Huns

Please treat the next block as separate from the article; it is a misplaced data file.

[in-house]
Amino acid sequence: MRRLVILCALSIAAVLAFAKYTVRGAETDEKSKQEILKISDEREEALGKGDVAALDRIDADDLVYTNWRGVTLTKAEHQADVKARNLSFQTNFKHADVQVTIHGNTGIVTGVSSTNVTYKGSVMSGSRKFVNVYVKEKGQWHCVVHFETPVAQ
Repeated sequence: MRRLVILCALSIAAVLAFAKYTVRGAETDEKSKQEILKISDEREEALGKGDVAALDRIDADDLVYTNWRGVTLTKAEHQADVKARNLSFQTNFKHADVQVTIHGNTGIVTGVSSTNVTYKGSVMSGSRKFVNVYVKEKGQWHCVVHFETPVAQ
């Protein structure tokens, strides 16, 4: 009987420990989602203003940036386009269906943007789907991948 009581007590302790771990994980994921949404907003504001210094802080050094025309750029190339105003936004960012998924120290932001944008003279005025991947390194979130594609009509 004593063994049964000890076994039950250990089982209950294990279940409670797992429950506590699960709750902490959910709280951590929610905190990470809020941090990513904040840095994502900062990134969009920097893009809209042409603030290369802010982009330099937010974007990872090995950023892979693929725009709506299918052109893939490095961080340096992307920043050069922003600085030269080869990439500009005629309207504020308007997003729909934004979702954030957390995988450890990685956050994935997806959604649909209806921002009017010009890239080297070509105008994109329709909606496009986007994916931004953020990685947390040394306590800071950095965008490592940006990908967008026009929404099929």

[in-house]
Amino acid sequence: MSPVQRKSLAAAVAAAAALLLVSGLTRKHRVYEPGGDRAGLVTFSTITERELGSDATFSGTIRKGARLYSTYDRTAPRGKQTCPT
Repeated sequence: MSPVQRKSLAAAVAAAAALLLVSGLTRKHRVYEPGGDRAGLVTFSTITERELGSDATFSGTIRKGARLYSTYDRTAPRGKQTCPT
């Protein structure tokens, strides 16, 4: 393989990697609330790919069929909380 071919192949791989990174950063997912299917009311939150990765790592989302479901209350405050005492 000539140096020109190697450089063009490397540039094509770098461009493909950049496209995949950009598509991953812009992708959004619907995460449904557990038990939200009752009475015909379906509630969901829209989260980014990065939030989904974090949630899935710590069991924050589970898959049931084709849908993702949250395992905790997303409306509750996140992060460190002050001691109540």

Early Chinese chronicles mention them first, when they built a two and a half thousand kilometer long great wall to stop the invading Hun (then call Hewng-Noo) hordes. The Hun raids went on for 300 years, and in historic notes, the name Hewng-Noo disappears at about the same time Greek-Roman historians mention the "Hunnees". For example, the Armenian king hired Hunnees to raid the borders of Persia. At around 350 A.D. leftover Hun tribes from outside China merged with other Hun tribes from the edge of Persia, and formed an invasion army. They crossed the Volga river, defeated the Sarmatians and German Goths. Some years later, part of the Hun army entered Pannonia (in 377 A.D.) and stayed, as mercenaries paid by the emperor. Their main forces were encamped between the Black and the Caspian Seas, though years later some of them appeared at the Danube, others invaded Sylesia from southern Poland. Contemporary literature says "The secret of the Huns' success is their archery. They are armed with bows and arrows, they hit with scary accuracy, sending flying death out with every shot, and they never miss their targets in their evil combat race. The antique world has never seen such a remarkable harmony of horse and rider." According to the Romans, the Huns' primary weapon was the bow. No doubt, they were experts with the bow and arrow, from simple horsemen to their chiefs. It was no wonder then that the bow became the symbol of power both in their own and their enemies' eyes. When the Huns appeared in that part of the world, people living there started to move towards the west, initiating the great migration of nations, and the deterioration of the western Roman empire. The migration of the stirred-up nations seriously redrew the map of Europe. At the time, the chief of the Huns was called Rooga. After his death, his brother Moondzook's sons inherited the tile. They were named Bleda and Attila. First the older son, Bleda, and after his death Attila became leader of the Huns. Attila is described as the greatest king of the Huns, there were legends circulating around about him even in his lifetime. "He was a man who was born to conquer nations, to terrify the world. He walked haughtily, flashing his eyes, his body language also showed his arrogant pride. Although he liked fighting, he always considered, and achieved most things by common sense. He was merciful to implorers, and kind to the ones who yielded to him. He was clever and sly, always hitting somewhere else other than where expected. He lived in a wonderful carved wooden castle. Surrounded by wealth and pomp, Attila himself dressed modestly. He wore very simple but immaculate clothes, undecorated boots and sword, sat on a wooden throne, ate and drank from wooden utensils. He demanded his court and followers look and dress in a wealthy manner however, decorated with gold and jewels to the point of their boots , and even to the equipment of their horses and their weapons. His guests ate with silver utensils, and drank wine from silver cups. Still, he didn't make anyone bow down or show subjection . His modesty and informality made a great impression on delegates visiting him. On the other hand, his personality was quite oppressive, neither his followers nor his sons would dare to look him in the eyes. No wonder then, that he was remembered so well in world history. Attila considered his power to be God-given, and legends were spread even during his lifetime such as about the sword of the war God Mars, which he supposedly found in Carpathia. Attila died in the year 453A.D. The Huns, according to their mourning customs, cut their faces, held a funeral feast, and buried him in a triple casket made of gold, silver and iron. The slaves burying him were shot dead. The Hun empire collapsed with his death. The main role of the Huns in world history was setting the opening chapter in the collapse of the west-Roman empire, by demolishing their border defenses and opening the empire up for barbarian invasions.

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